Take a look at this map of Ireland. A nice route is marked on it. Imagine driving that.
Then imagine walking it -- unless you're an avid hiker it may be a bit too daunting.
Then. Imagine. Walking. It. BAREFOOT!
Which is exactly what my guest blogger today, Eamonn Keaveney, did during the summer, for charity!
I'm renowned for going barefoot 99% of the time -- and I'm as equally well-known by my local media for my barefoot walks for charity as I am for my novels. But this...well, I am in complete awe of Eamonn. No way could I have done a tenth of this!
Over to Eamonn:
‘How are the feet?’ I was asked this question time and time again this summer, as I walked around Ireland with no shoes on and an enormous backpack on my shoulders. ‘Not too bad,’ I usually replied, even if at times it felt like they were hanging off of me. It was sore, to be quite honest. I’m no stranger to walking around barefoot – I’ve been doing it for several years now – but there’s something else about walking twenty or thirty kilometres a day for weeks on end.
There’s a short answer and a long answer. The short answer is that I was engaged in a 2,000 kilometre barefoot walk around the periphery of the country (I have to admit that I skipped the midlands) in aid of the Pieta House Suicide and Self-Harm Crisis Centre, and in pursuit of the Guinness World Record for longest barefoot journey, which was held by Michael Essign at an impressive 1,488km.
The longer answer of where the idea actually came from goes back to climbing Croagh Patrick on Reek Sunday back in 2014, a day when many choose to climb barefoot. I was with my good friend Killian McGrath, and after we had managed to reach the top I was struck by the idea of climbing other mountains in Ireland barefoot – specifically the highest peak in each of the four provinces.
I never actually got around to that (yet!).
But the idea simmered in the back of my mind, and after I walked the Camino de Santiago later that year – not entirely barefoot, I’m afraid – I thought it’d be even more challenging to walk between them.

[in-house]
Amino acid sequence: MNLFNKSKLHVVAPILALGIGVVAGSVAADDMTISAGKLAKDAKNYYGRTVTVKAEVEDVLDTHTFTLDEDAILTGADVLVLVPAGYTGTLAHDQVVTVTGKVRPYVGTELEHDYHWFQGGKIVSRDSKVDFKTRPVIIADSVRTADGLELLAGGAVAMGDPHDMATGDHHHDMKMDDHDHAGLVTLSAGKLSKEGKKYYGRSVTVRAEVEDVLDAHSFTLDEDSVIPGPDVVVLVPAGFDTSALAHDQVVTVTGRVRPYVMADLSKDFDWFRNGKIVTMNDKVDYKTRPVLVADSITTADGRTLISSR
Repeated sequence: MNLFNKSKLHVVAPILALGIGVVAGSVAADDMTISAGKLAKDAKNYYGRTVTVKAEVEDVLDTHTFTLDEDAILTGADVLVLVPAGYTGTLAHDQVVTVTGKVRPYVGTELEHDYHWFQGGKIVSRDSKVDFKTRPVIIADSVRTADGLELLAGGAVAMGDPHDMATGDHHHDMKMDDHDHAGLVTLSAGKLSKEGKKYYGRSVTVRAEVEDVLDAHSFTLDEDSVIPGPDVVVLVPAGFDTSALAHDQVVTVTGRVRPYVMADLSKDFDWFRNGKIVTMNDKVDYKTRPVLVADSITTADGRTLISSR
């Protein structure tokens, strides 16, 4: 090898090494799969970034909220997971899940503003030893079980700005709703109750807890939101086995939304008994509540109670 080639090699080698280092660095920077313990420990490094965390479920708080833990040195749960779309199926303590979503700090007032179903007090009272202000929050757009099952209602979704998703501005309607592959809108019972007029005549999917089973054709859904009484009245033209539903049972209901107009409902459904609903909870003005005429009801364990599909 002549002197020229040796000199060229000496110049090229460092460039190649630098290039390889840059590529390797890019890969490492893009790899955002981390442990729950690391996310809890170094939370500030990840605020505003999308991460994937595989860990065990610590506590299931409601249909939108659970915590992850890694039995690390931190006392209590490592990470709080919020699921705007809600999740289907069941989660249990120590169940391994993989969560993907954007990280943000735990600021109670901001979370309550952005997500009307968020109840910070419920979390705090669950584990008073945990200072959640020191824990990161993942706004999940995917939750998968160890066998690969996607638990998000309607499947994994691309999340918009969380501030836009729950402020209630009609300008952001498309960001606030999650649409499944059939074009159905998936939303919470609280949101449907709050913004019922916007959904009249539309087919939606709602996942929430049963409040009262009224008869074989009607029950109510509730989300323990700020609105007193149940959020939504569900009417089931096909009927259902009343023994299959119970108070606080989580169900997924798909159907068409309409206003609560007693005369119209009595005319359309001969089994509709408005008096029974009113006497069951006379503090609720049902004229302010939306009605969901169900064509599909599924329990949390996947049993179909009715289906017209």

It all came together one day when, sheltering in Eason’s from the rain, I opened the Guinness Book of Records for a quick peek, saw the existing record, and thought to myself – “Sure I can beat that.”
The rules were pretty strict. No footwear was a bit obvious; I was allowed to wear them on rest days that didn’t contribute to the overall total distance, but could only do so once because I didn’t actually carry any with me.
No bandages or plasters – to stop some genius from wrapping his feet in twenty layers of gauze. No walking aids meant I couldn’t carry a cool stick, but it wasn’t so bad.
And it had to have the spirit of a journey; I couldn’t just add up my trips to the shop over a few months and submit that.
I remember distinctly one of my lowest points. Just under two weeks in, I was lumbering along the Limerick road out of Galway, my feet were on fire (this was before they’d developed a healthy protective layer of skin) and my backpack was almost crushing me. I stopped for a moment by the side of the road for a breather, feeling dismayed at the distance I still had to cover. Then it started to rain heavily.
But I kept going, and it kept getting better, until moments like that were very rare indeed. To be quite fair, I was fortunate to be able to spend my summer getting an excellent farmer’s tan from all the time spent outside, and in what surroundings!
Every part of this island has something to offer the eye, whether it’s a beautiful view or a place of some kind of historic interest. (Again, I can’t really say much about the midlands, sorry.) Cliffs rising defiantly out of the water; ancient, crumbling castles now inhabited only by sheep; mountains kept warm by a cap of cloud; green-and-purple bog stretching into the distance; and gorgeous yellow-white beaches that are as much a pleasure to the unshod foot as they are to the eye...
The only two annoyances are the wind and the midges, and at least when you have one you don’t have the other.
Still, what made it for me was the support I received. Everywhere I went I had people offering help of one kind or another; people stopped and offered me lifts that I had to politely decline, or wished me well, or asked how to donate to Pieta House, which was what it was all about.
I stayed in people’s houses up and down the entire country, was fed and watered everywhere I went, and several times on hot days people actually stopped their cars to give me ice-cream.
The biggest thing I noticed – shoes are too warm now!